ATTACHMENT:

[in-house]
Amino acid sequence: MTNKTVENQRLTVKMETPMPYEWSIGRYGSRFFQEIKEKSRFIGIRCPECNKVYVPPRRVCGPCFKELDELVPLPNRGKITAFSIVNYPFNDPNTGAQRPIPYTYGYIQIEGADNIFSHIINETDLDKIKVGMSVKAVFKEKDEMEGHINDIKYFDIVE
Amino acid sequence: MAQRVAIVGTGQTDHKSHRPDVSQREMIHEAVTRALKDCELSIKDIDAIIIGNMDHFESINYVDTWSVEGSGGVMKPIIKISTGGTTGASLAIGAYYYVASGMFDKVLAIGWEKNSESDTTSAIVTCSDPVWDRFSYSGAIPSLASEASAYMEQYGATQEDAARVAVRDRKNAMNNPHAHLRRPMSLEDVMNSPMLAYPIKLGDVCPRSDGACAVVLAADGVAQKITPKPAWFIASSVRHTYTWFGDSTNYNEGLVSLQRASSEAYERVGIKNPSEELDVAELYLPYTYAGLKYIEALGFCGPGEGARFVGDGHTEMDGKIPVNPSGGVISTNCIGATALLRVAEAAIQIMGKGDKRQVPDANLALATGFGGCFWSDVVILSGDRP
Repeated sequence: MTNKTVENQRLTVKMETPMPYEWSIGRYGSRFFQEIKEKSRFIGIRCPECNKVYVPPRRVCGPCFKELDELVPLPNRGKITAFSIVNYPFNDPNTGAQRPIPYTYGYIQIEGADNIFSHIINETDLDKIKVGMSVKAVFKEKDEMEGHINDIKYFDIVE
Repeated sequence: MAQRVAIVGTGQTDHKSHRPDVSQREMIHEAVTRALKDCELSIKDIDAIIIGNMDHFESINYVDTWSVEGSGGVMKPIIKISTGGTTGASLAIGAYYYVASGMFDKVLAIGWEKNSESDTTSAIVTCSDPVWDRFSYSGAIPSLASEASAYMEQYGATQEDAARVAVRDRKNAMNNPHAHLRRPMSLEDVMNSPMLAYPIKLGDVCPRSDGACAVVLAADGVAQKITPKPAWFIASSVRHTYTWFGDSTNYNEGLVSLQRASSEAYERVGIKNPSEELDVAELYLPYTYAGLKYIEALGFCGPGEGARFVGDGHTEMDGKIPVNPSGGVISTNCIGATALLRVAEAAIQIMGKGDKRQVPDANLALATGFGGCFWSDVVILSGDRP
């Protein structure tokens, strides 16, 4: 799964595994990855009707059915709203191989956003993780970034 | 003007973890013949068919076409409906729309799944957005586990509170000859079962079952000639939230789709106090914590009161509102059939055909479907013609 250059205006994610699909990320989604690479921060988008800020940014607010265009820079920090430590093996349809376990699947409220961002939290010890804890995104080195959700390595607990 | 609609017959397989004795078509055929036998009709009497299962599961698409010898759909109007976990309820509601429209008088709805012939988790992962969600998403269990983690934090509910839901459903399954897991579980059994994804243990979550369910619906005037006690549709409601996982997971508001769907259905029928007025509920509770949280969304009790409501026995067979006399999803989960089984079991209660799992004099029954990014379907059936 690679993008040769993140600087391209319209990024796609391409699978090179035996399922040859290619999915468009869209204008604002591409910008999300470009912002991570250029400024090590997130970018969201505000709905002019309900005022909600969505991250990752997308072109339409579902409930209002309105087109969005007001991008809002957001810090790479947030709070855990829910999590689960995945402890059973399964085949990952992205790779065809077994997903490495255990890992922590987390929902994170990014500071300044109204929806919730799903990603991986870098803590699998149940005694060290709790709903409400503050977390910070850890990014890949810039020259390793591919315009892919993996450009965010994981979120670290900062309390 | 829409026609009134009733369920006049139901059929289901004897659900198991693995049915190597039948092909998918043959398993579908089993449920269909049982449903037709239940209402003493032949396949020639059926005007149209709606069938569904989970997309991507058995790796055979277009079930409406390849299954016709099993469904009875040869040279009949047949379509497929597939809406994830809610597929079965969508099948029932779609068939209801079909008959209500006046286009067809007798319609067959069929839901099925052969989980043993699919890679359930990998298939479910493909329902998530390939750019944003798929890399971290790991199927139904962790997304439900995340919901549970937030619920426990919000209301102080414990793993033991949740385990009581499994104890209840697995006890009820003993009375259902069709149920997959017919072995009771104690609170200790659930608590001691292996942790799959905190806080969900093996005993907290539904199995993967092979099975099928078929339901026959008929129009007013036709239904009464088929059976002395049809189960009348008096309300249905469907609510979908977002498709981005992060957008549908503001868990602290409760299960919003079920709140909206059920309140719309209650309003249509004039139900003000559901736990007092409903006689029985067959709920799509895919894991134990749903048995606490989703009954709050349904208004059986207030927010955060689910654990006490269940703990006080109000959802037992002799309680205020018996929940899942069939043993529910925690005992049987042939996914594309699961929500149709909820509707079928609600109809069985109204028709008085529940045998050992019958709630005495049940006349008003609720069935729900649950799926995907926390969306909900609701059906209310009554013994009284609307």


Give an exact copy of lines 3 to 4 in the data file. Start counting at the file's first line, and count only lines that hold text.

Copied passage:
Amino acid sequence: MAQRVAIVGTGQTDHKSHRPDVSQREMIHEAVTRALKDCELSIKDIDAIIIGNMDHFESINYVDTWSVEGSGGVMKPIIKISTGGTTGASLAIGAYYYVASGMFDKVLAIGWEKNSESDTTSAIVTCSDPVWDRFSYSGAIPSLASEASAYMEQYGATQEDAARVAVRDRKNAMNNPHAHLRRPMSLEDVMNSPMLAYPIKLGDVCPRSDGACAVVLAADGVAQKITPKPAWFIASSVRHTYTWFGDSTNYNEGLVSLQRASSEAYERVGIKNPSEELDVAELYLPYTYAGLKYIEALGFCGPGEGARFVGDGHTEMDGKIPVNPSGGVISTNCIGATALLRVAEAAIQIMGKGDKRQVPDANLALATGFGGCFWSDVVILSGDRP
Repeated sequence: MTNKTVENQRLTVKMETPMPYEWSIGRYGSRFFQEIKEKSRFIGIRCPECNKVYVPPRRVCGPCFKELDELVPLPNRGKITAFSIVNYPFNDPNTGAQRPIPYTYGYIQIEGADNIFSHIINETDLDKIKVGMSVKAVFKEKDEMEGHINDIKYFDIVE